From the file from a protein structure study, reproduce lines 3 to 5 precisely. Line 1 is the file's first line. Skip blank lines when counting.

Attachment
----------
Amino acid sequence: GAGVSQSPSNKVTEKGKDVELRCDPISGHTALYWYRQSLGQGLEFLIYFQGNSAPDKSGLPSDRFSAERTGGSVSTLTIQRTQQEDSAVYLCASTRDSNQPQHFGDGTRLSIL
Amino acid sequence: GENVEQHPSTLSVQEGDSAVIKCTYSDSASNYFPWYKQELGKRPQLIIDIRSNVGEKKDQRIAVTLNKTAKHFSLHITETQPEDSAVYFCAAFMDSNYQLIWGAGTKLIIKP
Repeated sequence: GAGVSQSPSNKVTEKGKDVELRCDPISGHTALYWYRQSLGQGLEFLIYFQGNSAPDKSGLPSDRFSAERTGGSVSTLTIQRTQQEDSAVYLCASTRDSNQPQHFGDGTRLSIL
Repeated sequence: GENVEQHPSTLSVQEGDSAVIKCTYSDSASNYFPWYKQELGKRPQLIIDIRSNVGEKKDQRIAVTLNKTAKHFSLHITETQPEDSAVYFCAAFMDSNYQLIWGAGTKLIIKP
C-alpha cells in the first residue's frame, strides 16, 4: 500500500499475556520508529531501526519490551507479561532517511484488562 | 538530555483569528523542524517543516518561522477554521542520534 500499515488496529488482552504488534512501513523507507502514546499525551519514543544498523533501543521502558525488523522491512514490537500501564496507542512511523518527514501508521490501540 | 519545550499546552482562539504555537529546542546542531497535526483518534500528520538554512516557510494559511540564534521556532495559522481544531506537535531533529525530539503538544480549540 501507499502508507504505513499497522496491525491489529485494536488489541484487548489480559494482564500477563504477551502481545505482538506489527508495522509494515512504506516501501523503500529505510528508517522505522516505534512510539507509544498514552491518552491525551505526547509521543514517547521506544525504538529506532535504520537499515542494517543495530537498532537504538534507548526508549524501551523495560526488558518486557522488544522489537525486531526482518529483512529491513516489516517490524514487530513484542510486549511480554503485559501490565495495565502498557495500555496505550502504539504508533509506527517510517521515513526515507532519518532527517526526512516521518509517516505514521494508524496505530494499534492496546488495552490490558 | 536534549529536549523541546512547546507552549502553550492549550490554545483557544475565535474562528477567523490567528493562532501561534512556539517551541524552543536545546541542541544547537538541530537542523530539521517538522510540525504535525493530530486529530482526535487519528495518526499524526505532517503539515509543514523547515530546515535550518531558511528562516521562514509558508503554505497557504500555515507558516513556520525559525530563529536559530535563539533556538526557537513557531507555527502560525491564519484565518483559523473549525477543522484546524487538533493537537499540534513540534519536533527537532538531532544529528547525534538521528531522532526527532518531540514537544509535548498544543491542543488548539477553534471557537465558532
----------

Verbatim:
Repeated sequence: GAGVSQSPSNKVTEKGKDVELRCDPISGHTALYWYRQSLGQGLEFLIYFQGNSAPDKSGLPSDRFSAERTGGSVSTLTIQRTQQEDSAVYLCASTRDSNQPQHFGDGTRLSIL
Repeated sequence: GENVEQHPSTLSVQEGDSAVIKCTYSDSASNYFPWYKQELGKRPQLIIDIRSNVGEKKDQRIAVTLNKTAKHFSLHITETQPEDSAVYFCAAFMDSNYQLIWGAGTKLIIKP
C-alpha cells in the first residue's frame, strides 16, 4: 500500500499475556520508529531501526519490551507479561532517511484488562 | 538530555483569528523542524517543516518561522477554521542520534 500499515488496529488482552504488534512501513523507507502514546499525551519514543544498523533501543521502558525488523522491512514490537500501564496507542512511523518527514501508521490501540 | 519545550499546552482562539504555537529546542546542531497535526483518534500528520538554512516557510494559511540564534521556532495559522481544531506537535531533529525530539503538544480549540 501507499502508507504505513499497522496491525491489529485494536488489541484487548489480559494482564500477563504477551502481545505482538506489527508495522509494515512504506516501501523503500529505510528508517522505522516505534512510539507509544498514552491518552491525551505526547509521543514517547521506544525504538529506532535504520537499515542494517543495530537498532537504538534507548526508549524501551523495560526488558518486557522488544522489537525486531526482518529483512529491513516489516517490524514487530513484542510486549511480554503485559501490565495495565502498557495500555496505550502504539504508533509506527517510517521515513526515507532519518532527517526526512516521518509517516505514521494508524496505530494499534492496546488495552490490558 | 536534549529536549523541546512547546507552549502553550492549550490554545483557544475565535474562528477567523490567528493562532501561534512556539517551541524552543536545546541542541544547537538541530537542523530539521517538522510540525504535525493530530486529530482526535487519528495518526499524526505532517503539515509543514523547515530546515535550518531558511528562516521562514509558508503554505497557504500555515507558516513556520525559525530563529536559530535563539533556538526557537513557531507555527502560525491564519484565518483559523473549525477543522484546524487538533493537537499540534513540534519536533527537532538531532544529528547525534538521528531522532526527532518531540514537544509535548498544543491542543488548539477553534471557537465558532